If you are reading this article, there’s a good chance that your work vehicle is a mess. You may have cobwebbed together a functioning system that has so far, sustained you.
But you know deep down that you can do better.
Having well-organized work trucks, vans and trailers is the key to improved productivity, efficiency, security, and safety. Showing up to your customers with an orderly work van demonstrates that you are a serious professional.
Michael Meyer, the owner of the Mobile Locksmith company, took a combination of inspiration from others and his own experience to organize his van.
“When I started thinking about outfitting my van, I did a lot of online research. I looked at pictures online. Basically, I talked to other people and figured out in my head based on my experience and what I need and what other people were doing, and I came up with something that works for me.”
There are two common themes from some of best work truck and van setups like Michael’s:
“My setup helps me become better service providers, so I can come quickly in and out and help serve my customers better”
Here are the top 10 work truck, van, and trailer organization ideas that will hopefully spark an inspiration to improve your own setup.
Most frequently used tools should be placed near the doors for easy access. Equipment that you rarely use can be stowed further away.
You can even take to the next level by installing a clever storage system near the access points.
Check out how this carpenter cleverly organized his work van by creating a DIY rack to store his sealants on the back door windows.
Service bodies can drastically increase the capacity to safely store and haul equipment to job sites.
Check out how an electrician utilized a truck service body to neatly organize his truck and prepare for any job.
Small manual tools are organized on the left side of the truck.
Power tools on the other side of the truck.
Big, bulky equipment is stowed away inside the truck bed.
Service bodies may be one of the best solutions that truly push your vehicle’s capacity to the limit. However, they can be expensive with a complete setup running upwards of several thousands of dollars.
Truck bed slides make loading and unloading your truck a breeze. No more hunching, crawling, and cursing your way to finding the tool you need. Simply pull out the bed slides as you would with a drawer, and you have all the tools you have within an arm’s reach.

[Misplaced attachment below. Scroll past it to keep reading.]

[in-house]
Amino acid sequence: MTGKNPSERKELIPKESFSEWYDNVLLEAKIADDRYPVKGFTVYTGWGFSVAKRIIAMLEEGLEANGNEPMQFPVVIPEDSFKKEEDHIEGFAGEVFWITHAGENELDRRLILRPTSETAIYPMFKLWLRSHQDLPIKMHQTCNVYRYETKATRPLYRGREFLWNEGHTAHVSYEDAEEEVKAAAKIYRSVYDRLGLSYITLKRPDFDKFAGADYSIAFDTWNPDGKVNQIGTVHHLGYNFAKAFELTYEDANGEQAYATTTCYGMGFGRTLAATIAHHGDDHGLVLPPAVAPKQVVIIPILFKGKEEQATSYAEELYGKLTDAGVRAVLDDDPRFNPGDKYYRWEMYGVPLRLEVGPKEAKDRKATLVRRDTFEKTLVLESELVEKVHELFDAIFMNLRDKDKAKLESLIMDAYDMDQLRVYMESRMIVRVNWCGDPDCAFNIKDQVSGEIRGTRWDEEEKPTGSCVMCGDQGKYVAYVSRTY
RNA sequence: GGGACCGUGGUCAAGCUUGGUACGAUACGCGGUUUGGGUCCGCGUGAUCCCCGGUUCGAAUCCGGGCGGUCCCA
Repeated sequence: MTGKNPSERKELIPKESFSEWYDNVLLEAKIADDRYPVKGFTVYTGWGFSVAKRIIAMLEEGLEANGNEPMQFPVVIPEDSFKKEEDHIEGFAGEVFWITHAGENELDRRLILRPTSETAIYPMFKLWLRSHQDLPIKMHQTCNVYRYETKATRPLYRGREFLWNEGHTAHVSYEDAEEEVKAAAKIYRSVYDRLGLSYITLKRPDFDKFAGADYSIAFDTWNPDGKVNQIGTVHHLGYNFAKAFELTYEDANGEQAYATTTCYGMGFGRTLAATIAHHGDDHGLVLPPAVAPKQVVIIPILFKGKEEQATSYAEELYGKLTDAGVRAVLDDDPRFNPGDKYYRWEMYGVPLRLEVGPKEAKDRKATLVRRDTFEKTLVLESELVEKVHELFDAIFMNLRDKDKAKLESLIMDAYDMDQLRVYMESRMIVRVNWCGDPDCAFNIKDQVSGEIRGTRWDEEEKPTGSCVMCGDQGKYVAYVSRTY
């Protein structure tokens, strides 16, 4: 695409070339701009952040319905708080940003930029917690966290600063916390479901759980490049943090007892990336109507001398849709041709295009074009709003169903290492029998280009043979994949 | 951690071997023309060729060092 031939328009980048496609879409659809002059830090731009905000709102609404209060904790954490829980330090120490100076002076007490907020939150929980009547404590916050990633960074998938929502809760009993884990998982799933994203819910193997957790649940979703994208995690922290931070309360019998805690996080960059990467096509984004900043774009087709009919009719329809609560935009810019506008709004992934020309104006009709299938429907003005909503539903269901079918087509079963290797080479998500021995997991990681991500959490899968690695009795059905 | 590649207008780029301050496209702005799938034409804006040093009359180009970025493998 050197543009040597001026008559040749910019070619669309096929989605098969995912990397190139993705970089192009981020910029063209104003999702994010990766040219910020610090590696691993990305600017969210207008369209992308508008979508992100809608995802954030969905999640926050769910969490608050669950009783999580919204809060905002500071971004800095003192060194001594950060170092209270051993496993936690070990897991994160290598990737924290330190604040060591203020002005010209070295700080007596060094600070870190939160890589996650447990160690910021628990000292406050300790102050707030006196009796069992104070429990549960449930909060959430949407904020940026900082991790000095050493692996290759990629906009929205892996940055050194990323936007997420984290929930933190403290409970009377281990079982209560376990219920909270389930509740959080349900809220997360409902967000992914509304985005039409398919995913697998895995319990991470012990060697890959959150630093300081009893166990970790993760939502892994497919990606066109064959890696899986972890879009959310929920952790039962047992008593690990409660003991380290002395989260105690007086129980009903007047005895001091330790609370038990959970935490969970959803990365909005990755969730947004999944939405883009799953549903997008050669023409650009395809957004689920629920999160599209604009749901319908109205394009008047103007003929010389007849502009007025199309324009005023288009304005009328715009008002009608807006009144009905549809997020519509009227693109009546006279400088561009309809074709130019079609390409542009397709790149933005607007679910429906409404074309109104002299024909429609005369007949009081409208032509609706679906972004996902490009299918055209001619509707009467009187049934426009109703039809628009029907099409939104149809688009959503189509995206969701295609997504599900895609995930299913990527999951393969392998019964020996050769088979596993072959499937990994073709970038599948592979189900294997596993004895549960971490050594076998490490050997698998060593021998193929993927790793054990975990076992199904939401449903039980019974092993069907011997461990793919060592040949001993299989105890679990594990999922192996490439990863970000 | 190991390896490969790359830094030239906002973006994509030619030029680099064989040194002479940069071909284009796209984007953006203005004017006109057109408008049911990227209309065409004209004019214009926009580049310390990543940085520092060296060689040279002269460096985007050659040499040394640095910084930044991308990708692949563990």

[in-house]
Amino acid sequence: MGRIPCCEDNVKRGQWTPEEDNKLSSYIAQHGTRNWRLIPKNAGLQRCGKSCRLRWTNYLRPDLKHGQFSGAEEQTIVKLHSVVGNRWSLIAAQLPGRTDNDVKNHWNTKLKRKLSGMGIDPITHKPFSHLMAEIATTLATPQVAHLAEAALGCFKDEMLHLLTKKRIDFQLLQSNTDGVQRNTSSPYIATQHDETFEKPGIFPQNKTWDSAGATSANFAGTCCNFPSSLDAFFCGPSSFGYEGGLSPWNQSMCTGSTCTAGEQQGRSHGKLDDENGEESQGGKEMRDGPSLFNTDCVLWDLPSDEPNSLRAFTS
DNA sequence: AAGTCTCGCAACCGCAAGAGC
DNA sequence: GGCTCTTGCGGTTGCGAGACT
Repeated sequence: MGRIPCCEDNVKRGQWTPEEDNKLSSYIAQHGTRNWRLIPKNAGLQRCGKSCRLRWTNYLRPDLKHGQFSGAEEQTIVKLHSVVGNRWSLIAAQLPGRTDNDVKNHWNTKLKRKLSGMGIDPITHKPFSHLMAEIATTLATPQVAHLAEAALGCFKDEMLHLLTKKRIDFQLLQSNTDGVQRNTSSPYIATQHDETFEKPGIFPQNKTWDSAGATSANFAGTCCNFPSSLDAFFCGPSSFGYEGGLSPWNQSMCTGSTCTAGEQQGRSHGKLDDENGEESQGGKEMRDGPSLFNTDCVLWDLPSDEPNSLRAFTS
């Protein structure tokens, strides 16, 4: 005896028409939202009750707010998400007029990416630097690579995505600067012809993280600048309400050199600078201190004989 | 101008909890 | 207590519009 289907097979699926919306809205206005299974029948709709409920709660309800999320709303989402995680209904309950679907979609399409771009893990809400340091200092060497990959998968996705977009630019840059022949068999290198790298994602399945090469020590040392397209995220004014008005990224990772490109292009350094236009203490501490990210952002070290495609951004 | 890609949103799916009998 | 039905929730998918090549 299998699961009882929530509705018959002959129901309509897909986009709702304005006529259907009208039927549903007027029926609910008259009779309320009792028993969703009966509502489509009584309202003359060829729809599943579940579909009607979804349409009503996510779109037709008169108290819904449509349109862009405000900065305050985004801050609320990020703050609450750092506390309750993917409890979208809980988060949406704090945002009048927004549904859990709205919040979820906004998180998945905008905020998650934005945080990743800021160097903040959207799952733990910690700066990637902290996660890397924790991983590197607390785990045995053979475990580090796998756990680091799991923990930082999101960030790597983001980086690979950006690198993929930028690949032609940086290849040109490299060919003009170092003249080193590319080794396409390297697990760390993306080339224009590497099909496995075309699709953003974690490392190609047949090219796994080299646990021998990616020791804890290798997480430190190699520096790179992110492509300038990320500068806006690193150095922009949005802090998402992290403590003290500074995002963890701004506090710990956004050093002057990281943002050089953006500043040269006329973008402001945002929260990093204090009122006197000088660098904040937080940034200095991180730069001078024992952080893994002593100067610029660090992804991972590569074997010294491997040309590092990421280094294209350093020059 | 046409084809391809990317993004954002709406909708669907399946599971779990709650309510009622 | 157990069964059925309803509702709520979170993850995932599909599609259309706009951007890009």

From @supertek65 IG
There are many commercial options for truck bed slides and we won’t go into that here.
If you are handy, you can build a basic bed slide that functions and looks great. Here’s a simple bed slide system made for Ford FX4 Truck.
Turns out, giant drawer slides are costly. So this DIYer cleverly used skateboard bearings and square tubes as slides to reduce the total cost.
Finish it with a paint job to make it look professional and sharp.
Cargo vans and trailers typically are tall enough for you to stand and move about. This unique feature can allow the fitting of a storage system that can include a complex system of shelves, racks, and drawer units to drastically improve work vehicle organization.
Here’s how a mobile locksmith in Riverside CA uses a modular storage system to organize his work van.
And how about this carpenter’s impressive DIY storage system for his trailer.
Notice how he used a trailer pin to keep the chop saw securely in place while making removing it quick and easy.
This landscaping trailer (2009 Haulmark Kodiak Landscaper 7×16) demonstrates that keeping it simple can often be the best way to go.
The wooden wall panels allow easy installation of racking and shelving systems.
A landscaping business work vehicle needs to store equipment of varying sizes and shapes like weed whackers, chainsaws, trimmers, mowers. Check out the clever use of the racking and shelving system.
After mounting all the equipment, there’s still room for a large mower or two to roll right up inside this trailer.
Pegboards aren’t just for storing tools in the garage. For small tools you use frequently, pegboards can be a boon for your organizational needs.
No more frantically looking for that right-sized wrench or screwdrivers in a bin or a drawer.
And here’s an example of a mobile locksmith using pegboards to organize all his equipment inside his Ford Transit 250.
If you have to haul heavy equipment (like mowing machines or snow plowers) or goods (for delivery services), ramps can be a game-changer.
For service businesses like delivery and moving services, having the ramp is almost a necessity to improve productivity, safety, and efficiency.
Unlit or dimly lit vans and trailers can hinder working in the dark. And let’s not even get into safety issues.
When standard factory lights don’t cut it, it’s time to upgrade to LED lights, which are energy efficient while providing high brightness and intensity.
LED strip lights are an inexpensive and flexible way to add ample lights to your work trucks.
If you want to squeeze out every nook and cranny, under-seat storage is relatively inexpensive that can expand the capacity of your work truck.
There are several commercially available products that look great and affordable ($XXX).
Or you can DIY a setup with some pegs and drywall screws like this guy did.
Some of the work truck and van organization ideas we’ve explored so far can be expensive or time-consuming to implement. That does not mean you can be sloppy and abandon all hopes.
Here’s how a tow truck operator utilizes simple tool bags to keep his tools and equipment organized.
Passenger seat area can be additional space to store paper works and small tools.
And this land surveyor uses simple wooden cargo dividers as storage systems to keep everything organized.
Voltaire said, “Originality is nothing but judicious imitation”. I tend to agree. Generously copy any of the ideas we’ve shared and implemented them into your own setup.